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NOTE: use Perl; is on undef hiatus. You can read content, but you can't post it. More info will be forthcoming forthcomingly.

All the Perl that's Practical to Extract and Report

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  • The problem with this approach seems to be one of having a central, trusted authority looking at your computer use trends. For credit cards this is your credit card company examining your credit transactions for strange usage trends. This is ok since, in the end, all your transactions have to go through the credit card company anyway. They're the obvious authority to be keeping an eye on your money. They're the one's lending you the money. They already have your transaction data. They have clear incen
    • I don't think the data comprising a valid behavior baseline needs to be rolled up to a central internet presence to be useful. I happily use MyNetWatchman on my gateway, an perl IDS which
      does just that, but I don't have real privacy problems sending Windows virus attack data to someone who might help do something about it. My desktop behavior is different.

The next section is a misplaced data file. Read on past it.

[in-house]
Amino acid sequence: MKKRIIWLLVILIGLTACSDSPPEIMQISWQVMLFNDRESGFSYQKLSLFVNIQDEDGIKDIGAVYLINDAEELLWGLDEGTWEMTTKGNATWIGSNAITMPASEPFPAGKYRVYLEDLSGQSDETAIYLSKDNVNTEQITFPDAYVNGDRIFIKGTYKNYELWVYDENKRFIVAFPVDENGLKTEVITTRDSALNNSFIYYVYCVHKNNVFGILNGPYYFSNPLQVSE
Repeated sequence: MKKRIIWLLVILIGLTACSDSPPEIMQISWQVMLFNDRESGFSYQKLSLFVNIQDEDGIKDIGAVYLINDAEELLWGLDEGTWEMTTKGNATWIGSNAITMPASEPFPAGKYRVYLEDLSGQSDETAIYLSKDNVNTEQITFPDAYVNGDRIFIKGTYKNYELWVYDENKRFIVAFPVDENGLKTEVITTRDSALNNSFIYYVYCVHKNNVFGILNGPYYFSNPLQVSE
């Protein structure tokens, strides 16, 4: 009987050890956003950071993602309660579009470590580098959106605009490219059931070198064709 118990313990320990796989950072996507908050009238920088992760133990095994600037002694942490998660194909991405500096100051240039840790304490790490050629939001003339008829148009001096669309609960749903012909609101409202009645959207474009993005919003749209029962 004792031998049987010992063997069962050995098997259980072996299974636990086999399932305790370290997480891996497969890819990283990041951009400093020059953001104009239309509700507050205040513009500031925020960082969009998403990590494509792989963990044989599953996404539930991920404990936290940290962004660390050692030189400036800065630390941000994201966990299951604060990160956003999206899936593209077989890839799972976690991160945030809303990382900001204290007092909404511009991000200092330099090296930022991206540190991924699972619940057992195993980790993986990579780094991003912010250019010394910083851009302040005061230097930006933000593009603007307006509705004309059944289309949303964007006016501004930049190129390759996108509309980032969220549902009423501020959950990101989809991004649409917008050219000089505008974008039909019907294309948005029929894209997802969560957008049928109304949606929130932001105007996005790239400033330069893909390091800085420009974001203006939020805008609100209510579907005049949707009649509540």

Lets look at the home user's desktop system. Emily checks email, sends a few a day, sometimes with photos, and surfs a bit. Emily does not run apps that scan for nearby IP addresses at a rate of hundreds of connections per second. Nor does she run outbound SMTP services, send lots of Windows Messaging messages, host FTP servers or run P2P apps. All these behaviors could be historically distinguished from normal ones without comparing them to a central source. No AI or big brother needed.

      One way to think of it is greylisting at the OS behavior level. This type of system will work differently for the lone user than it will in a huge company LAN (Okena's market), where rolling behavior up and doing metrics on aggregate behavior is no worse from a big brother perspective than what they're already doing for IDS and virus and spam fighting.

      As far as the legacy problem -- yep, that's a problem I don't know the answer to. I suspect liability issues or simple cost issues prevent ISPs from detecting and unplugging infected computers. But the cost of dealing with that problem is fixed, the cost of inaction continues to grow.